You get to Port des Canonge via a narrow, sinuous road that descends from the MA-10 to the sea, through tight switchbacks.
Like its more famous siblings further north in the Serra Tramuntana, i.e. the Sa Calobra and Port de Valldemossa, the road to Port des Canonges is a glorious combination of twisting asphalt and azure sea views.
Of the three descents, this is the least known.
All metrics in this article are approximate.
Port des Canonge: highlights
There’s a ladder of switchbacks around half way down/up. They look particularly impressive as you descend as you can see them snaking backwards and forwards through the pine trees.
The view from Port des Canonge village over the beach and to the vertical cliffs and oh-so-blue sea is also lovely.
1. Descent to Port de Canonge
The first kilometre is pretty flat and unremarkable.
You hit the switchbacks after a couple of kilometres – enjoy the tight bends but watch out for rock debris! The road is also super narrow.
After the switchbacks, it’s a bit of a surprise to find residential roads branching off either side of the main road; dropping down the mountain felt really rural and we weren’t expecting lots of houses at the bottom!
If you follow the road right to the end, you come to Playa Port des Canonge, a small stoney beach. There are boats moored in the water and it’s a pretty cove backed by green forest. If you wonder what the ramshackle looking buildings are at the rear of the cover, they’re escars – old stone boathouses, which are now apparently protected.
2. Climb from Port de Canonge to MA-10
Though it’s 4.8km to the MA-10, in truth the actual climb is just under 4km – the last kilometre is pretty flat.
The average gradient for the 3.8km climb is 7.5%, with the steepest part of the climb coming just after the end of the switchbacks: from here, you’re into a kilometre with an average 10% gradient.
Sea views are not as common on this climb as the Valldemossa and Sa Calobra climbs, so there’s little to distract you from the burn as you pedal to the top.
There are two restaurants in town. We got a frosty reception when we headed into Bar Restaurante can Toni Moreno in search of coffee – and we didn’t get further than that (they weren’t impressed by us wheeling our bikes in – we’d failed to spot the bike rack outside)!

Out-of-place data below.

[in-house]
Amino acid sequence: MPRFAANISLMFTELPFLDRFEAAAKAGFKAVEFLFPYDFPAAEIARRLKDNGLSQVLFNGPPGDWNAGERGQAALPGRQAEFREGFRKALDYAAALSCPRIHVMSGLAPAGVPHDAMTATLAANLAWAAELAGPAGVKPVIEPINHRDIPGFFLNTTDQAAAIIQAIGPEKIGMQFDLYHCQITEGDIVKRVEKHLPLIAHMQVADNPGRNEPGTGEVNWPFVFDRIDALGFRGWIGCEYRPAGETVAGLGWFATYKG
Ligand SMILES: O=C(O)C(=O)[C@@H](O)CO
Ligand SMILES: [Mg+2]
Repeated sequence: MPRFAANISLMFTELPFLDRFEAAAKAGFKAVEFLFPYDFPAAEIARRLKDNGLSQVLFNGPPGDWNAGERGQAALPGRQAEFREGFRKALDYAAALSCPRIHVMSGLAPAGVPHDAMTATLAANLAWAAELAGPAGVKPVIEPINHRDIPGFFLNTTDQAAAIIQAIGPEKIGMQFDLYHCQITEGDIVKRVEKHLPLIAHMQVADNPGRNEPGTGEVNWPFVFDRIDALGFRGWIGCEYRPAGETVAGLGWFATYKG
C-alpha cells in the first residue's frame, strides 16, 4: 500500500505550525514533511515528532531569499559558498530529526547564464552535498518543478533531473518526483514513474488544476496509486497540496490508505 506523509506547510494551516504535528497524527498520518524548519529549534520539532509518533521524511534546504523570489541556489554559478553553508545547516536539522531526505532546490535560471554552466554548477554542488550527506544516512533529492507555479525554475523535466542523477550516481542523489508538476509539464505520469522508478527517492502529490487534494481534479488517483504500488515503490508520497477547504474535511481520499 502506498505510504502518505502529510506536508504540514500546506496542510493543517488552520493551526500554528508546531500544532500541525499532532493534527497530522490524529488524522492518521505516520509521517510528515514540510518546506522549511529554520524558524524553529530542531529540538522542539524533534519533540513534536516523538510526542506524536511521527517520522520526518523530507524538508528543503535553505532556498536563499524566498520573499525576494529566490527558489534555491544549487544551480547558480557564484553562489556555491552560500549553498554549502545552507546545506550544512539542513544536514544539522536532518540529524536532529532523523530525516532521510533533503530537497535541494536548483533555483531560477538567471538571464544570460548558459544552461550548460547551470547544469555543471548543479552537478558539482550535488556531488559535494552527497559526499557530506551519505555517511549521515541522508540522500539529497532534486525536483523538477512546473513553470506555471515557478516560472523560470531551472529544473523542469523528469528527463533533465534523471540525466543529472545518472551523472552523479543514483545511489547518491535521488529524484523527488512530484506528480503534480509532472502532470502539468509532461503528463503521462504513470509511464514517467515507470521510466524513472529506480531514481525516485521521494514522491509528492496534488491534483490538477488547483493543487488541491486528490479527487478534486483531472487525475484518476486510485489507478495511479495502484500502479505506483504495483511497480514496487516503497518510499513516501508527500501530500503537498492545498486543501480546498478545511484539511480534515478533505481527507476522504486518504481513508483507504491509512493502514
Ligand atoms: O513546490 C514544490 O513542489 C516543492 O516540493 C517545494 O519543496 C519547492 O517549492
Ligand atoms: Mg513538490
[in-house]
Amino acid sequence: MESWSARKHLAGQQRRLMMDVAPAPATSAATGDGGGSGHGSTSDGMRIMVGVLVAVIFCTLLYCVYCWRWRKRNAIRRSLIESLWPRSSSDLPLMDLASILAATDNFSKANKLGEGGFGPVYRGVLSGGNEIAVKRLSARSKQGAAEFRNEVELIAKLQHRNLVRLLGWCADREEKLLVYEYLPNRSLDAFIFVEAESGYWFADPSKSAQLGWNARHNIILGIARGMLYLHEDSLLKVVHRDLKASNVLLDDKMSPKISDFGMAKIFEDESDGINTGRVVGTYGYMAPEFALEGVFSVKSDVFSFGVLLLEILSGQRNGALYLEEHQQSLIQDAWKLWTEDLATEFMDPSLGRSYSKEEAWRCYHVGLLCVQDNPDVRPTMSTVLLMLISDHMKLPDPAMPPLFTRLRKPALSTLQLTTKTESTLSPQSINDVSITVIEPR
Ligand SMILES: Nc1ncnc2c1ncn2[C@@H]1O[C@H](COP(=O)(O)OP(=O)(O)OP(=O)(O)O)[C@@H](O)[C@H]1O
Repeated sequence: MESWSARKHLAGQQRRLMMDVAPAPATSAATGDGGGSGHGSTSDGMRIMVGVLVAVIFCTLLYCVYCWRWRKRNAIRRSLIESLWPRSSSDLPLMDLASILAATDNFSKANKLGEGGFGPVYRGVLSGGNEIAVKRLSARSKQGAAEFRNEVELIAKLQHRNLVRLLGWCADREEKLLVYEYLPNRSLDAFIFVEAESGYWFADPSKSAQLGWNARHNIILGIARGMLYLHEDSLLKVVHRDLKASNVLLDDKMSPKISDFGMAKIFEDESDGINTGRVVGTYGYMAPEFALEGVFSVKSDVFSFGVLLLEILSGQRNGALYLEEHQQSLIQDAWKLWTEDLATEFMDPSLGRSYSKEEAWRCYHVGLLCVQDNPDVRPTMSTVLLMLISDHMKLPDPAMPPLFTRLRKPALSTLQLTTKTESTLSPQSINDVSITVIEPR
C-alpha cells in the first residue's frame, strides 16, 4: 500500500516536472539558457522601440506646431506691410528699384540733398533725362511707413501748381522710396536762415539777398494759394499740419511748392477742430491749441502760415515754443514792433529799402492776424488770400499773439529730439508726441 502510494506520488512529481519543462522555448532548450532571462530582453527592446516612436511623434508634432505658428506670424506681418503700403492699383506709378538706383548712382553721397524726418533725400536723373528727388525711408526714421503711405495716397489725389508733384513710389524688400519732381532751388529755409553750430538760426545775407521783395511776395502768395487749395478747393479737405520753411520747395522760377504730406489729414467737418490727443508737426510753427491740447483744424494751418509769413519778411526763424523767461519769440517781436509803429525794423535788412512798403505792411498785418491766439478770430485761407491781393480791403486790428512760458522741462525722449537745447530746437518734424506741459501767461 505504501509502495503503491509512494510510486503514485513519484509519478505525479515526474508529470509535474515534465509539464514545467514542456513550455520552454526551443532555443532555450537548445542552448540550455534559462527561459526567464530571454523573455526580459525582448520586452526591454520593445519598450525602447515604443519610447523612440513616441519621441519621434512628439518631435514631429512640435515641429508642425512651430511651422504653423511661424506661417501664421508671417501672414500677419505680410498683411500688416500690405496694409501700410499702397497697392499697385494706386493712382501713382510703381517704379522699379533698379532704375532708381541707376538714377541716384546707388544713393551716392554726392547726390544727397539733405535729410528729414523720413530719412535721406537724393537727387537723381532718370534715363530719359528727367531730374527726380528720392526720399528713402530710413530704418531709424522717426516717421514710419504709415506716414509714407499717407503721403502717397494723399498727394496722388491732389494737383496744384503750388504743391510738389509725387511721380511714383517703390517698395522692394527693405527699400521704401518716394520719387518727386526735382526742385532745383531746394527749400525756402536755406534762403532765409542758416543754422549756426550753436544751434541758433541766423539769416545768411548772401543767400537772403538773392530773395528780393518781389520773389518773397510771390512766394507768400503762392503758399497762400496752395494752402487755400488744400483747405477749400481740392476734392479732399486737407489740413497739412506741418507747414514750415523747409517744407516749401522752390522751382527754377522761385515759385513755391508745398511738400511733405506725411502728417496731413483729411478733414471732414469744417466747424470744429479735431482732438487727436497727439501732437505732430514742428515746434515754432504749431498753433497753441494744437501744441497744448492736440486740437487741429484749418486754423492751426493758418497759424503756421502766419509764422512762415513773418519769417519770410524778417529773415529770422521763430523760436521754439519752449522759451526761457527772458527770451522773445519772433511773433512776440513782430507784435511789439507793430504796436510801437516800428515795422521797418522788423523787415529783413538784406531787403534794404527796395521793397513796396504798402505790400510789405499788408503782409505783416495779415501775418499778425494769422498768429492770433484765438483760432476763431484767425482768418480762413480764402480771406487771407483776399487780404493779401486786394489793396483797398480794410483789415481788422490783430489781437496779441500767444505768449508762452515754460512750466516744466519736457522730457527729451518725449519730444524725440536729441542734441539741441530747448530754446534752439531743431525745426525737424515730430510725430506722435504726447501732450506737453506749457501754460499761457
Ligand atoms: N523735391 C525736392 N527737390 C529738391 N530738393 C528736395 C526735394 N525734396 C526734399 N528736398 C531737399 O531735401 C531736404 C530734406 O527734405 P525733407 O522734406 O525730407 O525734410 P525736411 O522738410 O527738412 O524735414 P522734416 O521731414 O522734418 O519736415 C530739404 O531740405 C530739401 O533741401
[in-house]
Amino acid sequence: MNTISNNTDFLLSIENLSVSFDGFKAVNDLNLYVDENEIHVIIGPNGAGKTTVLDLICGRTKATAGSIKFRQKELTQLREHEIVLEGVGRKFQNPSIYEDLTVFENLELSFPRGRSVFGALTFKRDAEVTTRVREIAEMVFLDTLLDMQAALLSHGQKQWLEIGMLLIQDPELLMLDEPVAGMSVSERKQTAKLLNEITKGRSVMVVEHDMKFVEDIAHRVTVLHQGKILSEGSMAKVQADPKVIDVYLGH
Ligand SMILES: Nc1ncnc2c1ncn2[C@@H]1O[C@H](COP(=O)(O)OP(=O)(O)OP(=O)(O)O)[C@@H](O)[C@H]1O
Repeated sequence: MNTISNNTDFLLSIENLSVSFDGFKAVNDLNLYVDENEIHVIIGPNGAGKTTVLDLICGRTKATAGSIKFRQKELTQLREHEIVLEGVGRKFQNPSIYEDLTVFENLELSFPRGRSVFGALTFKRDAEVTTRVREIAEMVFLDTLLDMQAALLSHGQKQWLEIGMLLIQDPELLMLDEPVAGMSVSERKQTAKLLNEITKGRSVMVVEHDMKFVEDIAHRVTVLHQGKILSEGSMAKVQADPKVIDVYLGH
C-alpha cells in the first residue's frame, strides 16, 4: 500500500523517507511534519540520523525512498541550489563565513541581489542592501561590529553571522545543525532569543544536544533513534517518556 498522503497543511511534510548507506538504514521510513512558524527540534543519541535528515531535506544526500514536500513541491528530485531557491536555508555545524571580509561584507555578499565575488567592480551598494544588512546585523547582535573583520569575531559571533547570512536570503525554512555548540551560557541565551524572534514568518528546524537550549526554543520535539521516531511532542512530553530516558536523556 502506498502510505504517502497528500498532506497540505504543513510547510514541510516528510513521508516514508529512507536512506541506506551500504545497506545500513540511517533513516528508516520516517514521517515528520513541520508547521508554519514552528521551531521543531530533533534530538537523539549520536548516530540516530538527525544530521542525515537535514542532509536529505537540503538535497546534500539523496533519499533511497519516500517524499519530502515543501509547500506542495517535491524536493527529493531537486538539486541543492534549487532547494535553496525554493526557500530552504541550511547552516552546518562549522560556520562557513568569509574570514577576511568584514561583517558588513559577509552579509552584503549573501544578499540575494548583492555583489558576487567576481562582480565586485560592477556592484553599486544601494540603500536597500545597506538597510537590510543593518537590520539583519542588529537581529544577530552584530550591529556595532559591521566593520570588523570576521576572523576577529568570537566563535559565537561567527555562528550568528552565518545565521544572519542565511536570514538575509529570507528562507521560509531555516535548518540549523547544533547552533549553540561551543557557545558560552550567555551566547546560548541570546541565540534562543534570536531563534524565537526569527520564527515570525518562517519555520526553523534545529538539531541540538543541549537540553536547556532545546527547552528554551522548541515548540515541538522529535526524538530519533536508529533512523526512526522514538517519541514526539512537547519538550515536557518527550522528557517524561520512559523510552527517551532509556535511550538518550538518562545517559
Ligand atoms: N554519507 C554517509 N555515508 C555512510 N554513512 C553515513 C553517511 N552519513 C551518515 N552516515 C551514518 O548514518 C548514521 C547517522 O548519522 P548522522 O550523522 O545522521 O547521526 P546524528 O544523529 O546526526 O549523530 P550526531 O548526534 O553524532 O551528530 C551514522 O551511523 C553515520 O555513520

If you know more about the restaurants at Port Canonge, do add your comments below!
This climb is accessed via the MA-10, near Banyalbufar in the southern half of the Serra Tramuntana mountains.
You could do it on your Andratx to Port Pollenca ride or as an extension of our Deia loop. Otherwise, you’d probably want to be staying in the centre of Mallorca to do this ride: we did it while staying in Alaro.
Our best towns for cyclists article should help you decide where to stay for the cycling you want to do.
Read our tips for cycling in Mallorca before you set out.
The road to Port Canonge is narrow – while it’s a quiet road, there are quite a few houses near the sea so there will probably be a few cars about.
The crumbly red cliffs either side of the road also mean you should expect small rock debris on the road. The road is surrounded by pine woodland, so expect pine needles and little branches too.
While we liked Port Canonge, we found it a bit less dramatic than Port de Valldemossa and Sa Calobra: do it, but do the other two first!
Done this ride or planning to do it?
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